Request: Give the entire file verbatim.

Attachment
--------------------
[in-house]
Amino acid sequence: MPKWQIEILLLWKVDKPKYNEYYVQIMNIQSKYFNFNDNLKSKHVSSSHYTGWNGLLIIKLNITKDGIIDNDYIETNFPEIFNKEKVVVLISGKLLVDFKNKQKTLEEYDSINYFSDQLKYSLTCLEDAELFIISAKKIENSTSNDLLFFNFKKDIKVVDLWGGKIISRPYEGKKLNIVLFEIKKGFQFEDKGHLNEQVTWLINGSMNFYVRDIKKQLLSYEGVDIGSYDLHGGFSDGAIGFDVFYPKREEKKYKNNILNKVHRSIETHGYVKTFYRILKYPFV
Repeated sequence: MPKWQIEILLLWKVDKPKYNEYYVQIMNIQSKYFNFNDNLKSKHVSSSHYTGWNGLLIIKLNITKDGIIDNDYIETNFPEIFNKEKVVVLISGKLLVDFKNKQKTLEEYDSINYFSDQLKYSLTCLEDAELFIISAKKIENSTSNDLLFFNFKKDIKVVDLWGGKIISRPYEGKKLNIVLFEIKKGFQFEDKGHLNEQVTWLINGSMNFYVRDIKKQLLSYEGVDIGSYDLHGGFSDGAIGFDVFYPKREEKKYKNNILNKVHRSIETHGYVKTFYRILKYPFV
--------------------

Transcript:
[in-house]
Amino acid sequence: MPKWQIEILLLWKVDKPKYNEYYVQIMNIQSKYFNFNDNLKSKHVSSSHYTGWNGLLIIKLNITKDGIIDNDYIETNFPEIFNKEKVVVLISGKLLVDFKNKQKTLEEYDSINYFSDQLKYSLTCLEDAELFIISAKKIENSTSNDLLFFNFKKDIKVVDLWGGKIISRPYEGKKLNIVLFEIKKGFQFEDKGHLNEQVTWLINGSMNFYVRDIKKQLLSYEGVDIGSYDLHGGFSDGAIGFDVFYPKREEKKYKNNILNKVHRSIETHGYVKTFYRILKYPFV
Repeated sequence: MPKWQIEILLLWKVDKPKYNEYYVQIMNIQSKYFNFNDNLKSKHVSSSHYTGWNGLLIIKLNITKDGIIDNDYIETNFPEIFNKEKVVVLISGKLLVDFKNKQKTLEEYDSINYFSDQLKYSLTCLEDAELFIISAKKIENSTSNDLLFFNFKKDIKVVDLWGGKIISRPYEGKKLNIVLFEIKKGFQFEDKGHLNEQVTWLINGSMNFYVRDIKKQLLSYEGVDIGSYDLHGGFSDGAIGFDVFYPKREEKKYKNNILNKVHRSIETHGYVKTFYRILKYPFV